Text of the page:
Second to Home

Second to Home

4.3 3
by Ryne Sandberg, Barry Rozner
     
 

Sure-to-be Hall of Famer Ryne Sandberg could have loafed through the remaining years of a $28 million contract. It's been done before in baseball. But "Ryno," the Chicago Cubs perennial All-Star second baseman, gave it all up one sunny Monday in June 1994. His mid-season retirement startled sports pundits and fans everywhere. Now Ryno tells his story. Why he left the… See more details below

Overview

Sure-to-be Hall of Famer Ryne Sandberg could have loafed through the remaining years of a $28 million contract. It's been done before in baseball. But "Ryno," the Chicago Cubs perennial All-Star second baseman, gave it all up one sunny Monday in June 1994. His mid-season retirement startled sports pundits and fans everywhere. Now Ryno tells his story. Why he left the way he left. As he reviews his 17-year career, this reticent man now discloses what he never felt comfortable discussing as an active player. Here are the contract details. Here, at length, are discussions of players, coaches, managers, and general managers with whom he spent 17 years of professional baseball. Here are batting tips that converted him from a singles hitter to a feared home-run slugger. Here is Ryne the human being, Ryne the father, and Ryno the ball player. Here is the Ryne Sandberg that no one ever knew - until now.

Editorial Reviews

Publishers Weekly - Publisher's Weekly
Among the biggest baseball news of 1994 was the retirement in midseason of Sandberg, who had been the Chicago Cubs second baseman since 1982. In his exceptional career, he was named the league's MVP in 1984, played in 10 All-Star games and won nine Gold Gloves. A star on the field, he was also admired as an individual. Movie-star handsome, shy and self-effacing, he stresses in his memoir that he concentrated on becoming a better player, with the goal of contributing to his team's success rather than compiling impressive personal statistics or squeezing more money out of management, although he made lots. He is a kindly judge of all with whom he came in contact-except Larry Himes, the management figure who, in his view, wrecked the Cubs in the early 1990s with injudicious firings and trades. With Rozner, a reporter for the Arlington Heights, Ill., Daily Herald, he explains that he quit-and passed up $15 million-because he no longer had any competitive fire. An interesting look at an admirable player of a major sport. Photos not seen by PW. (Apr.)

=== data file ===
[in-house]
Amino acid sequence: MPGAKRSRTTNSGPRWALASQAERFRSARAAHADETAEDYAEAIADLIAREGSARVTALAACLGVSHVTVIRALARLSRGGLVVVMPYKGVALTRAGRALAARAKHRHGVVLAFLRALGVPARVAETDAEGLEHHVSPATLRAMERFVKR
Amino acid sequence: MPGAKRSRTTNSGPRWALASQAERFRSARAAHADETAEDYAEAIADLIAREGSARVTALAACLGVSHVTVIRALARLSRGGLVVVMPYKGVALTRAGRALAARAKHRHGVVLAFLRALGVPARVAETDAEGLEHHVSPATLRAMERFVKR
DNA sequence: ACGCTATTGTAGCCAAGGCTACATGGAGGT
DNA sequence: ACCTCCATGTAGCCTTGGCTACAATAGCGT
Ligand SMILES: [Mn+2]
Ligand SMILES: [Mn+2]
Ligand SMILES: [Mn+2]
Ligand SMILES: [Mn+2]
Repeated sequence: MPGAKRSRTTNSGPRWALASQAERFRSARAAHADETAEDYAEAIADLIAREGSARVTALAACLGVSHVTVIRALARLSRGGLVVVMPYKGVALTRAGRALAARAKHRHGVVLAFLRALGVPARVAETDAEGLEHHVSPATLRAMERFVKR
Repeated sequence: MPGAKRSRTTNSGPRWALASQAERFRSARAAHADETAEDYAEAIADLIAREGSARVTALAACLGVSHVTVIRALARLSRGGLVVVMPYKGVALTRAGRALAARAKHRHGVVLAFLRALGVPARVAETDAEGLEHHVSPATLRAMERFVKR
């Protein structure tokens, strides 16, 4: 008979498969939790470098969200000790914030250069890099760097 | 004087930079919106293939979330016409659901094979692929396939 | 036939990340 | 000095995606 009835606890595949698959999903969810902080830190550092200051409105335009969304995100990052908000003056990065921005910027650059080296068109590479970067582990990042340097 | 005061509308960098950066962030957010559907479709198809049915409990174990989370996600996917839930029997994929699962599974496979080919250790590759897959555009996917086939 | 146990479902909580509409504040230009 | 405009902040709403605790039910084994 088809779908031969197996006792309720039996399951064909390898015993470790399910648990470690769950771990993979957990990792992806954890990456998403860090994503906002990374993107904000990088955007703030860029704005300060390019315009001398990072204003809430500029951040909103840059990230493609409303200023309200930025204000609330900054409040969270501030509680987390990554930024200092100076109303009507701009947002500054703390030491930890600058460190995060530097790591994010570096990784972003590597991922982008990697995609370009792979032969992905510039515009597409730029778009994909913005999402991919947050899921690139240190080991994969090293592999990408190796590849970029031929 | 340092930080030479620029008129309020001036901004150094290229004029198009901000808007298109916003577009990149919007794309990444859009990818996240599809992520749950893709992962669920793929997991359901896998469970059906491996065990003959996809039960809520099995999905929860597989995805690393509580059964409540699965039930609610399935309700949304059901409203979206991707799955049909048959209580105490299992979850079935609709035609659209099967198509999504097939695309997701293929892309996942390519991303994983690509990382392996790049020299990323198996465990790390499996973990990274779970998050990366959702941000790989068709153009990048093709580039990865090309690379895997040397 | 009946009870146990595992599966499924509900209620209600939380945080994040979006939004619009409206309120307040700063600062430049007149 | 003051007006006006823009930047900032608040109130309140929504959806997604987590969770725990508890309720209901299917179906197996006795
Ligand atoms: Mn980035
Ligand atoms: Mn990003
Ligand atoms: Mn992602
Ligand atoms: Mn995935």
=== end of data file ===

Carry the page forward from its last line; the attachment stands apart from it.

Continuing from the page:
Wes Lukowsky
Ryne Sandberg, the Chicago Cub second baseman who retired in midseason last year, is certain to be elected to baseball's Hall of Fame as soon as he's eligible. For all his talent afield, though, Sandberg had no ability to self-promote and no visible personality. In fact, he was so quiet and shy, he was almost invisible. Now, in this standard sports autobiography, he "tells all." It's a routine then-we-played account until we get to the last few years of Sandberg's career, when Larry Himes took over as the Cubs' general manager. Sandberg goes to great lengths to catalog Himes' gaffes, from dumb player acquisitions and strange trades through miscommunications, deliberate and otherwise. Each incident played a role in triggering Sandberg's unexpected retirement. The game wasn't fun, the Cubs were losing, and Sandberg didn't care anymore. End of story. Like Sandberg himself, this is a sincere if bland tale of sports success and disenchantment. For collections where baseball interest is high.

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Product Details

ISBN-13:
9781566250405
Publisher:
Bonus Books, Inc.
Publication date:
04/28/1995
Pages:
313
Product dimensions:
6.30(w) x 9.27(h) x 1.16(d)

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